After a couple of days I had come to terms with the fact that I had a very short time to live and was ready to make the best of it. Knowing and sensing that there were hundreds of people praying for me throughout North America resulted in a peace that could only be described as the hand of God. My faith was still in tact believing that whether God wanted to take me or spare my life was ok with me. Then one morning the Cardiologists paid me another visit where they suggested that I consider a treatment that could result in adding years to my life. How many years they could not tell me. When I heard their suggestion I thought they were crazy. Why would I consider such a ludicrous option. Their suggestion was something that only happened in science fiction and horror movies. The cardiologists still encouraged me to consider the option and take a trip down to Tucson Az. where, at the Tucson Medical Center Hospital, they were performing, what in my opinion, was experimental research on human subjects. Who could imagine, 21 yrs. ago, that doctors were actually taking out a live people’s hearts and putting in dead people’s hearts. In any case since we were living in Phoenix at the time we would make the trip and meet with the people that were performing these “experimental” procedures.

When we met with the transplant team coordinator I made it clear from the start that I had no intention of agreeing to such a procedure unless they could prove to me that I would have every opportunity to live a normal live. Of course normal to me was the ability to do all that I had ever done before the transplant. They assured me that I would and showed me pictures of a transplant recipient that was doing triathlons. It seemed us that we were being given a lot of attention but didn’t give it much thought at the time. We were introduced to the head transplant surgeon (world renown Dr. Copeland) and other transplant recipients that were doing well. We were strongly encouraged to consider the option of a heart transplant and at least go through the “work-up” to determine if I would qualify as a candidate. We went back to Phoenix still believing that transplantation was not an option and that we would simply trust God to work things out. Over the next week after discussions with Colleen and continued deterioration of my health Colleen checked with the insurance carrier for her group plan and miraculously found that they had just determined transplantation to be clinical and would cover the entire down payment and transplantation costs. This was confirmation to us that we should go ahead with the work-up. The results of the work-up were, on the positive side, that I was a good candidate however the bad news was that it was estimated that my condition was more serious than first thought and had only 2 months to live.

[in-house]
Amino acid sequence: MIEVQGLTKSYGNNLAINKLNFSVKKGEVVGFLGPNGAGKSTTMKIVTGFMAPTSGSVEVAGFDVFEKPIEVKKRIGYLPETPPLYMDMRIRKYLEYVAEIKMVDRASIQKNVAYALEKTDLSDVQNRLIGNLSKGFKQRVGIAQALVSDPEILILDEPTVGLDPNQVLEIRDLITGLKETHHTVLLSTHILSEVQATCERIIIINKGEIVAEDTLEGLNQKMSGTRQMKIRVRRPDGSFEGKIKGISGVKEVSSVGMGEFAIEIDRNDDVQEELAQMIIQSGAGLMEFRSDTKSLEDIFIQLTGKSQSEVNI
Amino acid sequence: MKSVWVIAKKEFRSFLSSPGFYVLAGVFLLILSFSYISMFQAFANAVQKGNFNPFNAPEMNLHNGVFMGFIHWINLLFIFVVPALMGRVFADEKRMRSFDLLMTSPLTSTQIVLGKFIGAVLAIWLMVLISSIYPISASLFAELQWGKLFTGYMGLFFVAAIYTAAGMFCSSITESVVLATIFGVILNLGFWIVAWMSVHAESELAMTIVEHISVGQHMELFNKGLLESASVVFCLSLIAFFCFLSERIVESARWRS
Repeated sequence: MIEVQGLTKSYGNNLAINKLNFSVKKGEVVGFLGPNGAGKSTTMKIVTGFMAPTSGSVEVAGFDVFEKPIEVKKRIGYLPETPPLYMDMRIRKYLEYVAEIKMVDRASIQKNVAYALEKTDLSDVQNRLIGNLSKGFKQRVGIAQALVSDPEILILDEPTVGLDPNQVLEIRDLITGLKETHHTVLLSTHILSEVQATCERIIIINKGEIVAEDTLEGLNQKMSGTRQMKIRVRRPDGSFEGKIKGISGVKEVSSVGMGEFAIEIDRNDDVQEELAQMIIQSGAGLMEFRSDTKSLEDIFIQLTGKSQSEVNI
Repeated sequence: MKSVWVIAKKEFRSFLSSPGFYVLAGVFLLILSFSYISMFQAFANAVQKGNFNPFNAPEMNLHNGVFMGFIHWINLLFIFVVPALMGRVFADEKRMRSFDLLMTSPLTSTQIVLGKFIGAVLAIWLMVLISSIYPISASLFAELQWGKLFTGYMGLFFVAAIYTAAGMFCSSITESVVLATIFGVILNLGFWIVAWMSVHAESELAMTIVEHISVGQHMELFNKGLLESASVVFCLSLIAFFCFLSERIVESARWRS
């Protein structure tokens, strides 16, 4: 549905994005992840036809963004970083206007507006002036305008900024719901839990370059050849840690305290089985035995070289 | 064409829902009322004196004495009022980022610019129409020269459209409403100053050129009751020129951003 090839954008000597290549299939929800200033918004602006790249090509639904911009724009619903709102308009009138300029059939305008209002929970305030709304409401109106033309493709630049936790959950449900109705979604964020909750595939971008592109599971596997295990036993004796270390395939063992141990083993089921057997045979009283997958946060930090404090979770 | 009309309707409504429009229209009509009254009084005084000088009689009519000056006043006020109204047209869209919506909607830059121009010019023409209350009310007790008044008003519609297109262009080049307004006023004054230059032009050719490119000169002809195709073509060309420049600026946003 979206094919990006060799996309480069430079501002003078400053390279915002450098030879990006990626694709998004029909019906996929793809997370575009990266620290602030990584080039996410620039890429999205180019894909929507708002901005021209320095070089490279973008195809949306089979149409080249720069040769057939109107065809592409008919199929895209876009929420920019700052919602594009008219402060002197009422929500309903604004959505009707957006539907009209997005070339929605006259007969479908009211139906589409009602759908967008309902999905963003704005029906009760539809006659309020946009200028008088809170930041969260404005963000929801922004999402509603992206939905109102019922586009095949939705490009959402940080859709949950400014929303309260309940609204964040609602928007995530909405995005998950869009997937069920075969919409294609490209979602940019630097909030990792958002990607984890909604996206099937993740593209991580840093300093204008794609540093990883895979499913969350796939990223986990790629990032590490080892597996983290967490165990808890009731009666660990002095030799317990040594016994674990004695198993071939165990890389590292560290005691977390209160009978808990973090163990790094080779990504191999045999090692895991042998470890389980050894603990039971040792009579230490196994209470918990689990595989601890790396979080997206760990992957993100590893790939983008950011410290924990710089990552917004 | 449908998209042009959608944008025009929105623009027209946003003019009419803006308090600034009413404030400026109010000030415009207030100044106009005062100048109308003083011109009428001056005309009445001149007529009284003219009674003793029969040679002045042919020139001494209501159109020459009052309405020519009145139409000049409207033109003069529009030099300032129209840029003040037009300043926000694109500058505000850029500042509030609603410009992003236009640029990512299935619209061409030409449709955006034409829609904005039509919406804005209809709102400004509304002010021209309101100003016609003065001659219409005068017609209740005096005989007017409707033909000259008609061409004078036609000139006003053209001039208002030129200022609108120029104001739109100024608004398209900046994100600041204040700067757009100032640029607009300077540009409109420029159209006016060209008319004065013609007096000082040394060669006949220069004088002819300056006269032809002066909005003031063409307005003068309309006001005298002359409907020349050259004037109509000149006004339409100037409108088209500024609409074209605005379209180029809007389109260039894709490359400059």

To make a longer story shorter, with lots of patience, faith and prayer I received the call that a heart had been donated and was given new life 4 days short of 2 months on August 4th, 1986. Over the past 21 yrs. there have been many challenges as well as blessings. Colleen and I have 3 healthy boys, which we were told was a real miracle since there were issues around the effects of the medications on our ability to have children. All three boys have grown to be fine young men with whom I enjoy many outdoor and sporting activities. Colleen has been a tower of strength through all this and continues to show great patience and love for me during those times when I am moody and irritable. For the past 3 yrs. I have been training and running triathlons with a life goal to be the first Heart transplant to complete the Ironman which I hope to be realized August 24th, 2008.

Why the longevity?

What do I attribute my longevity as a Heart Transplant to:
· A faithful, loving God and family
· The transplant team of the University of Alberta that has taken care of me for 20 out of the 21 years post transplant.
· Dr. Mark Haykowski friend and researcher of the effects of exercise on the transplanted heart.
· Ken Riess friend and triathlon coach who inspires me to push the limits of a Heart Transplants physical fitness.
· GoodHearts Mentoring Foundation members that inspire me, in spite of the physical challenges they face, through their perseverance, determination, and desire to live healthy and productive lives.
· The organizations that promote donor awareness and support my efforts in becoming an Ironman.
Without these people in my life I would not be alive today let alone training and believing that I have the ability to complete an Ironman.

Final Questions

Two final question remain to be answered.

What motivates me to keep pressing on?

Does a Heart Transplant recipient have the ability to meet the requirements of both a physically and psychologically demanding exercise program in preparation for and completion of an Ironman event?